and the matrix transforming between $\vec{e}_j$ and $\vec{e}_k'$ is just a rotation matrix you have $\Omega_{lk}'=-\Omega_{kl}'$ and thus you can write
$$\dot{\vec{e}}_k' = -\vec{e}_l' \epsilon_{lkm} \omega_m',$$
$$\dot{\vec{V}}=\vec{e}_k' \dot{V}_k' -\vec{e}_l' \epsilon_{lkm} \omega_m' V_k'$$
or
$$\dot{\vec{V}}=\vec{e}_k' (\dot{V}_k' + \epsilon_{klm} \omega_l' V_k').$$
Thus in matrix-vector notation (with $\underline{V}'=(V_1',V_2',V_3')^{\text{T}}$)
$$\dot{\vec{V}}=:\vec{e}_k' (\mathrm{D}_t V_k') \quad \text{with} \quad \mathrm{D}_t \underline{V}_k' = \dot{\underline{V}}_k' + \underline{\omega}' \times \underline{V}'.$$
So there is this characteristic additional term with the cross product, defining the momentaneous angular velocity of the non-inertial basis wrt. the inertial basis.

have you taken into account that in your last formula $V'=\omega'$ for the case under consideration?

A.T.
Why does it not hold in this case?
If think in your exchange with @wrobel two meanings of angular velocity get mixed up again. See post #5.

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If think in your exchange with @wrobel two meanings of angular velocity get mixed up again. See post #5.
I think that's right, it doesn't help that we use the same letter for everything ! I think others have used $\vec{\omega}$ to refer to the rigid body/spin angular velocity. I.e. the angular velocity measured wrt an inertial coordinate system of any two chosen points on a rigid body. So it could be the angular velocity of a point on the rigid body about the centre of mass, or just two other arbitrarily chosen points on the body.

This is as opposed to an orbital angular velocity of a centre of mass wrt an inertial coordinate system. But I'm not sure if this second type is too important.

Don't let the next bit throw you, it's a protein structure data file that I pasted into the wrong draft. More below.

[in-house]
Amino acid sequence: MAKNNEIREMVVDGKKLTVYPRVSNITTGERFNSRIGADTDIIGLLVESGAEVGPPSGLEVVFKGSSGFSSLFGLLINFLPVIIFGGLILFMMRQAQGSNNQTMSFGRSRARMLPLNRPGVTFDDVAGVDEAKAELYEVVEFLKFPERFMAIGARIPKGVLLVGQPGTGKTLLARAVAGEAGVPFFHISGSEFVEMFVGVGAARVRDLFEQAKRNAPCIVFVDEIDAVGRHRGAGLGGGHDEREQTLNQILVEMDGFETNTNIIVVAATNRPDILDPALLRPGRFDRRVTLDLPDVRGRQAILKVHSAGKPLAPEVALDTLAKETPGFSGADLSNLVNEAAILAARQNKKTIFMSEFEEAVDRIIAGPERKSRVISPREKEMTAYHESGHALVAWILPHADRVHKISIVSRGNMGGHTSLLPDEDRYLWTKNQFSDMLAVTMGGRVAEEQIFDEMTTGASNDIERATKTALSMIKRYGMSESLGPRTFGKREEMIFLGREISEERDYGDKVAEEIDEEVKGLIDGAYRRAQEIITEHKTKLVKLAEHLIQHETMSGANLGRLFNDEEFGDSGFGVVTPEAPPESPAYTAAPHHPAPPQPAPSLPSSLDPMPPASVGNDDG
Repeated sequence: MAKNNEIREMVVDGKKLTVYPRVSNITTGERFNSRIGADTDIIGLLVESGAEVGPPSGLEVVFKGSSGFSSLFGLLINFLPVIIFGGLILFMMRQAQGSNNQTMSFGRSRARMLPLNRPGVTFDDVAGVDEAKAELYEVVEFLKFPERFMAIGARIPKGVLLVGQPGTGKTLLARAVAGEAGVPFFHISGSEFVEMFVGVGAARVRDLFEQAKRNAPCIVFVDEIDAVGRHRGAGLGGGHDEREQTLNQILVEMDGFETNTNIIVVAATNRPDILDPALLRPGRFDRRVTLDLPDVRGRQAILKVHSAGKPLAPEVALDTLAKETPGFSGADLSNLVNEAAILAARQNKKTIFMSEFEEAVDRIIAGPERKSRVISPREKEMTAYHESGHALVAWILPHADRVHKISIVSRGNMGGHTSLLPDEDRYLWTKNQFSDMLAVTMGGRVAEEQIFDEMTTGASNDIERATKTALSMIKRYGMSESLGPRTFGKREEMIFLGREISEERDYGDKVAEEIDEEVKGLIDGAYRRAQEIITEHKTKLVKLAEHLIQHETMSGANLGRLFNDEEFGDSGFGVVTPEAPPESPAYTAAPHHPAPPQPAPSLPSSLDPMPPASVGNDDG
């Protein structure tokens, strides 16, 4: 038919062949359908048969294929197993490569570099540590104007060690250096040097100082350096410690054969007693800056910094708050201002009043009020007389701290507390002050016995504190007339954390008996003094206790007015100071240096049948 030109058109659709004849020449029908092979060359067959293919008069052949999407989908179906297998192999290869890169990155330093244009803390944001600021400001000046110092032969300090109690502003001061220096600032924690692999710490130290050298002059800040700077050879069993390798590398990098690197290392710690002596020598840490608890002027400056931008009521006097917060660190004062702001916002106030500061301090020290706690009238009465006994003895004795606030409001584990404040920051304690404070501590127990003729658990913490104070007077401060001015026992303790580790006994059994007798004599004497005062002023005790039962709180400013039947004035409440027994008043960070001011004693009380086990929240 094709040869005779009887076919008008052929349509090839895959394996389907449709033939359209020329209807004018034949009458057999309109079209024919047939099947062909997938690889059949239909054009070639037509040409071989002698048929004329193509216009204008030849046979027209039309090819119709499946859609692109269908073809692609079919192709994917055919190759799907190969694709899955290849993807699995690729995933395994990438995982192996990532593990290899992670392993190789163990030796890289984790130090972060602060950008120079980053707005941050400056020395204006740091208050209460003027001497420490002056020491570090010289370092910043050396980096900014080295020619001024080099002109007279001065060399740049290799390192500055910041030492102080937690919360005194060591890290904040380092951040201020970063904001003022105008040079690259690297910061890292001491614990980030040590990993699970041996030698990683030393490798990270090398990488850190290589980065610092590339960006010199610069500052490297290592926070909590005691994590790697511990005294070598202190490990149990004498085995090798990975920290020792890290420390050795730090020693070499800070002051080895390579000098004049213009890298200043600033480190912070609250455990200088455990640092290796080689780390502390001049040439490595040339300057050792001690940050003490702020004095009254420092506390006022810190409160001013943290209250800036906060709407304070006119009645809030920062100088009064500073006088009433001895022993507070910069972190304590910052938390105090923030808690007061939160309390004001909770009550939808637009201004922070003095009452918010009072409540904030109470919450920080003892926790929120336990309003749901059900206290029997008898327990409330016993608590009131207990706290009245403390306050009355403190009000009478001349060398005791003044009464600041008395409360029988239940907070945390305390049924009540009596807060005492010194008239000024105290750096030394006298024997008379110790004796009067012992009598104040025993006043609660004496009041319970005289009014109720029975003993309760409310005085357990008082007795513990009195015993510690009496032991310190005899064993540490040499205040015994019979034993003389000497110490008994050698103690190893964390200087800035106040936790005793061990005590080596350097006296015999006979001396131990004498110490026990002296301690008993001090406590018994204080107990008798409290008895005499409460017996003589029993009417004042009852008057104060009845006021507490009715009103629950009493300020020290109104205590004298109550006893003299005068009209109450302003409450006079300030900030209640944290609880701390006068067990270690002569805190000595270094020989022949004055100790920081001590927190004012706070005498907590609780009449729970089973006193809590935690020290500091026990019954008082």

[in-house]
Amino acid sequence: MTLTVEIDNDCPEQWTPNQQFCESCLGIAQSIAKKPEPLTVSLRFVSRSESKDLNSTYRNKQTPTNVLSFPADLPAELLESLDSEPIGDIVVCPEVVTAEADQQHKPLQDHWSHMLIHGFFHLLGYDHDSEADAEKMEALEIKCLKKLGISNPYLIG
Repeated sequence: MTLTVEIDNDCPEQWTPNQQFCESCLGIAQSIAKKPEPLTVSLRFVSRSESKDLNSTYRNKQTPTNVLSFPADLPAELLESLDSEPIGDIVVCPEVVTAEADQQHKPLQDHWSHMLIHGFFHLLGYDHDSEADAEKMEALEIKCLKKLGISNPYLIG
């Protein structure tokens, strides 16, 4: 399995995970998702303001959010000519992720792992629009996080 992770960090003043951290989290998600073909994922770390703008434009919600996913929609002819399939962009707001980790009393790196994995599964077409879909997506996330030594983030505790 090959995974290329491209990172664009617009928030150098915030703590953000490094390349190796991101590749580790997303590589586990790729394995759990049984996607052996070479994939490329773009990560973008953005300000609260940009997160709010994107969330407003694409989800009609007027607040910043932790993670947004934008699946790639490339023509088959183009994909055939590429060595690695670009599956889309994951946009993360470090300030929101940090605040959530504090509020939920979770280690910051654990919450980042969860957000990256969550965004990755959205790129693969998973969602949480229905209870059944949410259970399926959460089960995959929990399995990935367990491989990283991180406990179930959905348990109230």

vanhees71
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have you taken into account that in your last formula $V'=\omega'$ for the case under consideration?
Ok, I've overlooked this. Then you are right of course, because trivially $\underline{\omega}' \times \underline{\omega}'=0$. Sorry for that!

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Assume we have two coordinate frames: the frame I and the frame II, and we also have a rigid body.
Let the angular velocity of the frame II relative to the frame I be $\boldsymbol \omega_1$
let the angular velocity of the rigid body relative to the frame II be $\boldsymbol \omega_2$
let the angular velocity of the rigid body relative to the frame I be $\boldsymbol \omega$

THEOREM: $\boldsymbol \omega=\boldsymbol \omega_1+\boldsymbol \omega_2.$
Ah, okay I see now.

For the gyroscope, the axle frame rotates at $\vec{\Omega} = \Omega_z \hat{z}$ wrt the lab frame and the angular velocity of the flywheel wrt the rotating frame is $\vec{\omega} = \omega_{x'} \hat{x'}$, so then the angular velocity of the flywheel wrt the inertial frame is $\vec{\Omega} + \vec{\omega}$. So if we let $I_o$ be the moment of inertia matrix computed at the origin of the lab frame, the total angular momentum is $$\vec{L} = I_o(\vec{\Omega} + \vec{\omega})$$ which I'm assuming (!) is equivalent to $$\vec{L} = I_1 \vec{\Omega} + I_2\vec{\omega}$$ if $I_1$ is the moment of inertia of the COM wrt the origin of the inertial frame and $I_2$ is the moment of inertia of the body wrt the COM.

Whilst this doesn't seem to work for the Earth scenario. Assuming both rotations occur about the $z$ direction, $\vec{\Omega} = \omega_{year} \hat {z}$ and $\vec{\omega} = \omega_{day} \hat {z}$. But we can't add these now because the second frame is translating. Is this sort of correct?